Pharmacogenomics, which offers a potential means by which to inform prescribing and avoid adverse drug reactions, has gained increasing consideration in other medical settings but has not been broadly evaluated during perioperative care.
The Implementation of Pharmacogenomic Decision Support in Surgery (ImPreSS) Trial is a prospective, single-center study consisting of a prerandomization pilot and a subsequent randomized phase. We describe findings from the pilot period. Patients planning elective surgeries were genotyped with pharmacogenomic results, and decision support was made available to anesthesia providers in advance of surgery. Pharmacogenomic result access and prescribing records were analyzed. Surveys (Likert-scale) were administered to providers to understand utilization barriers.
Of eligible anesthesiology providers, 166 of 211 (79%) enrolled. A total of 71 patients underwent genotyping and surgery (median, 62 years; 55% female; average American Society of Anesthesiologists (ASA) score, 2.6; 58 inpatients and 13 ambulatories). No patients required postoperative intensive care or pain consultations. At least 1 provider accessed pharmacogenomic results before or during 41 of 71 surgeries (58%). Faculty were more likely to access results (78%) compared to house staff (41%; P = .003) and midlevel practitioners (15%) (P < .0001). Notably, all administered intraoperative medications had favorable genomic results with the exception of succinylcholine administration to 1 patient with genomically increased risk for prolonged apnea (without adverse outcome). Considering composite prescribing in preoperative, recovery, throughout hospitalization, and at discharge, each patient was prescribed a median of 35 (range 15–83) total medications, 7 (range 1–22) of which had annotated pharmacogenomic results. Of 2371 prescribing events, 5 genomically high-risk medications were administered (all tramadol or omeprazole; with 2 of 5 pharmacogenomic results accessed), and 100 genomically cautionary mediations were administered (hydralazine, oxycodone, and pantoprazole; 61% rate of accessing results). Providers reported that although results were generally easy to access and understand, the most common reason for not considering results was because remembering to access pharmacogenomic information was not yet a part of their normal clinical workflow.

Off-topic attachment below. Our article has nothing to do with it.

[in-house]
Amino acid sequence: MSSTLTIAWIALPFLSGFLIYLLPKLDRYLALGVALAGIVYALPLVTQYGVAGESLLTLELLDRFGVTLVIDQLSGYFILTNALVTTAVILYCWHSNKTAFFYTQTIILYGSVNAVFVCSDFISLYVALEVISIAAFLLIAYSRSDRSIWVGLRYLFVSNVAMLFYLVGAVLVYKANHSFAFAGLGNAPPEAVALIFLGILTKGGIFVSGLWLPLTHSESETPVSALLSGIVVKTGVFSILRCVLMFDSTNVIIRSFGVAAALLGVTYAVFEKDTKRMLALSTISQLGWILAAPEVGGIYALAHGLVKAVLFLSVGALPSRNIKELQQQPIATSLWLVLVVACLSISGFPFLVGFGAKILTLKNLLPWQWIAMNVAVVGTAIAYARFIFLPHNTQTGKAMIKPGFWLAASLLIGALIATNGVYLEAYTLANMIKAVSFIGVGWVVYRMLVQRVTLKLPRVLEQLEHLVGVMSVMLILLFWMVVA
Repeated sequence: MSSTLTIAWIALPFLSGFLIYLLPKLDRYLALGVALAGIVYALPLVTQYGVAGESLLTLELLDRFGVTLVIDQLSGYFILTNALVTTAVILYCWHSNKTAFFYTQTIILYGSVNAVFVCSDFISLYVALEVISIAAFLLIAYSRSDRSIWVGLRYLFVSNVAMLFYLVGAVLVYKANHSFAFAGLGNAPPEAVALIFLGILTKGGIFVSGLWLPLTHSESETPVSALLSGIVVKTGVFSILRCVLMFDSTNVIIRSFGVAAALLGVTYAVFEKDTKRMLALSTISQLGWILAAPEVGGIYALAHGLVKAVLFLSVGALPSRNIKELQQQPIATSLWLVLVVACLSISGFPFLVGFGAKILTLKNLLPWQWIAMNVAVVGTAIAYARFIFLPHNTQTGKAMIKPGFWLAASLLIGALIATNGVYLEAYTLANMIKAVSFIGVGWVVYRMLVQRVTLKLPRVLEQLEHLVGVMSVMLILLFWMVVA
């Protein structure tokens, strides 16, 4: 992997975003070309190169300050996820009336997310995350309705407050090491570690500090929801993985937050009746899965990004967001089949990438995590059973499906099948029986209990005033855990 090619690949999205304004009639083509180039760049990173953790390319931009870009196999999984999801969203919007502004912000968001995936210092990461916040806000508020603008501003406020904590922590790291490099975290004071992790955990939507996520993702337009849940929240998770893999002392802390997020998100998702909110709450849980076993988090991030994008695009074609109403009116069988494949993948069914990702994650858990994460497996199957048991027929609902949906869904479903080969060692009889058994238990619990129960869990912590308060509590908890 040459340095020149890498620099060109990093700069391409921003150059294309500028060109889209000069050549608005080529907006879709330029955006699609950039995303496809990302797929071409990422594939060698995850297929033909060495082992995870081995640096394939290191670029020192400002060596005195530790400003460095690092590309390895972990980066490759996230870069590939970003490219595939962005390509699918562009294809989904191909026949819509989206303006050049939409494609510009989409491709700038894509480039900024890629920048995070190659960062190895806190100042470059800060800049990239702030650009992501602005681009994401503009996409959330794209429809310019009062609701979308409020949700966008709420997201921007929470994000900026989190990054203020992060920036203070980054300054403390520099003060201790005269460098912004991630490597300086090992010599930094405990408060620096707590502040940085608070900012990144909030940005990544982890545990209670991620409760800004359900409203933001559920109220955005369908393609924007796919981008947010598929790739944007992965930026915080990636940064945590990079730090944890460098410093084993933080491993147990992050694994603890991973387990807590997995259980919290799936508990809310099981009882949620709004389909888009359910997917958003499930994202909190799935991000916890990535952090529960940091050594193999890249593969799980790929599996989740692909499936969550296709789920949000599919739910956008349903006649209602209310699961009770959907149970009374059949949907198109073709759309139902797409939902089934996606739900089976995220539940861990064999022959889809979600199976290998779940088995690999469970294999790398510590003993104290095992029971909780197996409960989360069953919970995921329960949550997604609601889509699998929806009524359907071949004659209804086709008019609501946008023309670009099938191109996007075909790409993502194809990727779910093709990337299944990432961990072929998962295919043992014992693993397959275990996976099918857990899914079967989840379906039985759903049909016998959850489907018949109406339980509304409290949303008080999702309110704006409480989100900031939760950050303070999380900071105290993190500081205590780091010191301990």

Our pilot data for result access rates suggest interest in pharmacogenomics by anesthesia providers, even if opportunities to alter prescribing in response to high-risk genotypes were infrequent. This pilot phase has also uncovered unique considerations for implementing pharmacogenomic information in the perioperative care setting, and new strategies including adding the involvement of surgery teams, targeting patients likely to need intensive care and dedicated pain care, and embedding pharmacists within rounding models will be incorporated in the follow-on randomized phase to increase engagement and likelihood of affecting prescribing decisions and clinical outcomes.